A high-pitched whistling sound woke her when the room was still dark. It took her a moment to realize it was the wind, coming through the window she had left open a crack. She eased out from under the warm and heavy blankets and tiptoed across the cold floor to close it. The silence that descended when the sash hit the sill was a relief. However, the wind had done its work, and even in the half light she could see the sky was cloudless.
A door clicked shut somewhere down the passage. Someone else was up. Two seconds later there was a knock at her door. Before she could answer, it opened and there, silhouetted against the light of the hall, was a giant.
“Aaah,” screamed Rosalyn, pressing herself backward against the wall. Who was coming to get her? What was coming to get her?
Upstairs in the dining room, lunch was a simple meal of salad, followed by more braised fish and grated carrots. The aroma of a warm loaf of bread escaped the white linen napkin enfolding it. Rosalyn still found it odd that Marcella didn’t eat with them. Did she eat every meal alone in that echoey servants’ hall? Did washing the lettuce give her the right to keep Marcella company? Not that she minded being put to work. It was something to pass the time on this dreary, interminable day.
The women were discussing their plans for the next day. “Madame Fuseau’s first, of course,” said Nora, “and we can drop off our overnight things upstairs.”
“She doesn’t mind? What about the butter? The last thing I want is for her to say that I’ve nicked it out of her ice-box.”
“It happened like this,” Nora said. “A huge party was thrown for his third birthday. So all the nobility from the four corners of the country were invited, and everyone was hoping for fine weather.”
“Well, sure, who wants to have a party in the rain?”
“It was more than that, I’m afraid.” Her voice dropped to a whisper. “ The prince was fixed.”
“Oh.” She imagined a large royal toddler having a royal temper tantrum while his minuscule mother and nannies looked on helpless from under a cluster of umbrellas.
“Such a pity. No offense.”
Was she offended? No, but they way they said "fixed" made it sound like a curse.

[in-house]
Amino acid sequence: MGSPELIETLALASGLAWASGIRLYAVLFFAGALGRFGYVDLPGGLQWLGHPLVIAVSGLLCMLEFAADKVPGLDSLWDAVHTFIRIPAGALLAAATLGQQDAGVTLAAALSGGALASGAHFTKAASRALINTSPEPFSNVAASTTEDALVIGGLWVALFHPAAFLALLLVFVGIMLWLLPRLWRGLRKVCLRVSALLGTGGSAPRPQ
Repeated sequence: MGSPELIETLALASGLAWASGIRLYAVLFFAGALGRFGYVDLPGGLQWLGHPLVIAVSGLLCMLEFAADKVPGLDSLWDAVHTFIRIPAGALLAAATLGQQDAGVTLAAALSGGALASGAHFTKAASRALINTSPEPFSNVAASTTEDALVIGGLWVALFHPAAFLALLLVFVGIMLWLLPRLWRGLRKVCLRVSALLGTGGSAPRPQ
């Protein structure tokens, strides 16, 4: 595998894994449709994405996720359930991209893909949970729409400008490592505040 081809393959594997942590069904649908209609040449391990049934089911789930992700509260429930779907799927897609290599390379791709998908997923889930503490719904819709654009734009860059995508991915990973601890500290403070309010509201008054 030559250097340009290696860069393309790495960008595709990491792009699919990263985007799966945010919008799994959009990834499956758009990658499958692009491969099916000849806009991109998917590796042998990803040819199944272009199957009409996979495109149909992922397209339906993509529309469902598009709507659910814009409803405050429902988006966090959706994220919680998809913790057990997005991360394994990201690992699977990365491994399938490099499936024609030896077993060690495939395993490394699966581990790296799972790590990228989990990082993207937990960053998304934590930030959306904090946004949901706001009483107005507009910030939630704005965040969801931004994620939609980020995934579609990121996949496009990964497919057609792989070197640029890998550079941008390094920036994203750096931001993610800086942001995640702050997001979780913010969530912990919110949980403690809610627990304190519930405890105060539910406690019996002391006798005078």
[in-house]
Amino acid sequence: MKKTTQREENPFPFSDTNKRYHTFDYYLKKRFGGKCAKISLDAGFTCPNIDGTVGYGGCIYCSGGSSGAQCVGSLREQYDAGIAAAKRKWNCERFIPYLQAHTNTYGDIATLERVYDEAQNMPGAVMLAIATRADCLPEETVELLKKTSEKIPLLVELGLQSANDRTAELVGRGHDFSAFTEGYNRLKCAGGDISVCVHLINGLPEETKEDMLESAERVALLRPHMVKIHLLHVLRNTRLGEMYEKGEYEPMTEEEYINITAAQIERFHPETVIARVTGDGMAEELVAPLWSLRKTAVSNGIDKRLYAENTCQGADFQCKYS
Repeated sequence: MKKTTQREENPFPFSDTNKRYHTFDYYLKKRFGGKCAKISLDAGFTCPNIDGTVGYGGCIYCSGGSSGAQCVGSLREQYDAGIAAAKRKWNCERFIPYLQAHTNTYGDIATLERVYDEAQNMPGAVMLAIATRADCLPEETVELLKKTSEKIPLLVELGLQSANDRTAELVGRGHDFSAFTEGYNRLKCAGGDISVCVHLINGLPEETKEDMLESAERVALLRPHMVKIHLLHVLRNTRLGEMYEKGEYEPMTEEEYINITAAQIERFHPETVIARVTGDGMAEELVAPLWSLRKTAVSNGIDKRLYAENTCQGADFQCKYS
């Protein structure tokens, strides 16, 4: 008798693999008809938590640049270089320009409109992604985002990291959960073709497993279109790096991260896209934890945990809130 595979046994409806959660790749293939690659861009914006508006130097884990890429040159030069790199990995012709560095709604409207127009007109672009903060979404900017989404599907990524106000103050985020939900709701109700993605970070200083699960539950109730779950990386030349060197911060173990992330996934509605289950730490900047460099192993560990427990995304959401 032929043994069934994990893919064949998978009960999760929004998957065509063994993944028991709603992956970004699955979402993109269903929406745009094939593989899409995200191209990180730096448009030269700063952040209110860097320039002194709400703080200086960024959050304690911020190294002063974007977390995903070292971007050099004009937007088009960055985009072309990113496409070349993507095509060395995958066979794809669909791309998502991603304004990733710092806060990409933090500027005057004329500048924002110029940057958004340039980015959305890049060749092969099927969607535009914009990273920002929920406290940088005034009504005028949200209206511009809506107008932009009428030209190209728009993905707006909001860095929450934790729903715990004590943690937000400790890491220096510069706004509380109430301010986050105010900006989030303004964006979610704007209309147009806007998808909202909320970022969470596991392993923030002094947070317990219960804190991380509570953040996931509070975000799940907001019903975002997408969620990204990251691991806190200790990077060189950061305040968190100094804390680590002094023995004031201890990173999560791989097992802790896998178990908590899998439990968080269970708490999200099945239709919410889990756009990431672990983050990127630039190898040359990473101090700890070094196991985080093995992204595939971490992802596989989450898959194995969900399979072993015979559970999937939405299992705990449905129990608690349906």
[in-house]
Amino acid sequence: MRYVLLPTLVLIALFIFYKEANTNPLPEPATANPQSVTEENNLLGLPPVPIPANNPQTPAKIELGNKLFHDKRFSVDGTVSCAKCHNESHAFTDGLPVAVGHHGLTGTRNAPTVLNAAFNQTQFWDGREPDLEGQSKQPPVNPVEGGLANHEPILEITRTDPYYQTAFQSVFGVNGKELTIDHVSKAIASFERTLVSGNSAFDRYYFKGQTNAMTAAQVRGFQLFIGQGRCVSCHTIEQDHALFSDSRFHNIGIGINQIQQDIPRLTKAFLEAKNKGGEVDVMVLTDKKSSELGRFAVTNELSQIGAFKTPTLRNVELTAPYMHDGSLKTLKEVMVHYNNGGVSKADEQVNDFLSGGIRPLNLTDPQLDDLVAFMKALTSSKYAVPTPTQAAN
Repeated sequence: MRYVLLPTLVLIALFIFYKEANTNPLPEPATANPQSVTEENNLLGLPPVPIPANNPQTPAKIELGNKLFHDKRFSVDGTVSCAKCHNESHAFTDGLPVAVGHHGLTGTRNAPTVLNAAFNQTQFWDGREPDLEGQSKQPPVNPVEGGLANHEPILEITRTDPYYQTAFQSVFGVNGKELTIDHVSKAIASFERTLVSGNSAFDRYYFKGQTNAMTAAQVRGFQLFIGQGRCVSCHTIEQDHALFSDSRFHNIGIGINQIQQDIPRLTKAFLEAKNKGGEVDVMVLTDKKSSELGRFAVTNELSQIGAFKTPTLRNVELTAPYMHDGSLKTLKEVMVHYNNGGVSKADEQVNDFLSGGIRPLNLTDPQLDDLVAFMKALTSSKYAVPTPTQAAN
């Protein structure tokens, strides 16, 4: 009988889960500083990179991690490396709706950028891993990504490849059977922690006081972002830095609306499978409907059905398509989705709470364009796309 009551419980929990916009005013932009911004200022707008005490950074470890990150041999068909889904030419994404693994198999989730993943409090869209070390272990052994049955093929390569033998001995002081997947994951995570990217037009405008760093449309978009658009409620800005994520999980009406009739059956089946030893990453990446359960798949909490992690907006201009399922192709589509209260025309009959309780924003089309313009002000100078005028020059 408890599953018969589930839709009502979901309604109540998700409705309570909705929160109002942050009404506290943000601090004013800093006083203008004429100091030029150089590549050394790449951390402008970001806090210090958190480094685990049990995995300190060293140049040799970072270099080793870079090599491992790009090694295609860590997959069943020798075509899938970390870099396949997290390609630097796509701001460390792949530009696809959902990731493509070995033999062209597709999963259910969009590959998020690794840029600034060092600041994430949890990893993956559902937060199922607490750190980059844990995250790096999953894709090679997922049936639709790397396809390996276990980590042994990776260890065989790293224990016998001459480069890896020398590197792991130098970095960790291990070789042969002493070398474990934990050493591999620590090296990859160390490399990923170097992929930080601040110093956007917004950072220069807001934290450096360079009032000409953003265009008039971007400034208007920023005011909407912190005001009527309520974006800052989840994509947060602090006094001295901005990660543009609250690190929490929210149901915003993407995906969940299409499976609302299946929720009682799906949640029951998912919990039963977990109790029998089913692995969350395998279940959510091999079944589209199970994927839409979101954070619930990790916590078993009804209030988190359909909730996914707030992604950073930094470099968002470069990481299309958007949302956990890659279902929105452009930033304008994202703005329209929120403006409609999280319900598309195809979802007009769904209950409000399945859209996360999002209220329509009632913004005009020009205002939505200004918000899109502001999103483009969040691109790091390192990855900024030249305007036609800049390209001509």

Rosalyn’s cheeks burned with shame. She was at the mercy of these three women for without their help she had no idea where to start looking or whose assistance to enlist. She didn’t want to do anything or be anything that would put her out of favour with them. At the same time, she felt peeved at being made to feel like she was the odd one and that she might be shocking or offensive. She, Rosalyn, who was always praised for her schoolwork and her goodness, never broke rules or was impolite! It was ridiculous, and nerve-wracking.
The ticking clock woke Rosalyn several times that night. Each time she straightened her undershirt which had twisted itself tight around her, punched the hard feather pillow into a less uncomfortable shape and tried not to think about the questions that kept crowding in. Why was it her problem Jason had recklessly disappeared into a puddle ? Why her? She wasn’t even truly his sister, was she? Lately, she had not been able to stop wondering who her real parents were. She knew that her mother may have been a teenager, too poor to raise a child on her own in a society where single parenting was frowned on. Her father’s name or whereabouts were anyone’s guess. Rosalyn was lucky, she had been told, to be growing up in the West, speaking English without the slightest trace of an accent. Her adoptive parents had wanted her. Phil and Jane, as she allowed herself to call them when she was alone, had spent a lot of money and had traveled around the world to bring her back. No one could ever call her an accident the way Jason had been. “A wonderful accident,” her mother Jane had laughed over the phone one day to a friend. “But they say it happens more often than you’d think.”
After dinner, Gaétane picked up one of the heavy candelabras and led Rosalyn through a door on one side of the dining room that led to a large sitting room. Nora followed with a tea tray which she placed on a side table. Four armchairs were arranged around a fireplace, one on each side and two facing. Gaétance placed the candelabra on the wide mantelpiece, added a log to the fire and sat down with a deep sigh in a chair beside the hearth. She kicked off her low-heeled embroidered shoes and extended her toes to the flames beginning to lick up from the embers.
“You know,” she mused, “the only reason we still dress for dinner is because Marcella would have a fit if we didn’t keep it up.”
“I’m not so sure,” said Nora, reaching a teacup and saucer to Gaétane who extended her arm lazily for it.
Rosalyn was relieved to see this person was of normal dimensions. Her wavy blond hair was cut just above her shoulders and she was wearing a pale blue dress with short sleeves.
“Yes, I meant to tell you, Nora,” came the slightly husky voice of Gaétane from behind her. They both came into the room and Gaétane shut the door. “I picked her up when I was out this afternoon. She was stranded on a cloud.”
Nora’s eyebrows flew up in surprise.
Gaétane pulled out the chair at the head of the table and sat down. “So we’ll have to set another place,” she announced.
“Oh yes, of course.” Nora seemed to snap out of a daze and moved to a sideboard from which she took a handful of cutlery and a napkin. She laid two forks on the left, and a knife, and a large spoon on the right and folded the napkin to a sort of pyramid. Gaétane staring at a point on the far wall, pursing and and unpursing her lips as if about to say something but then thinking the better of it.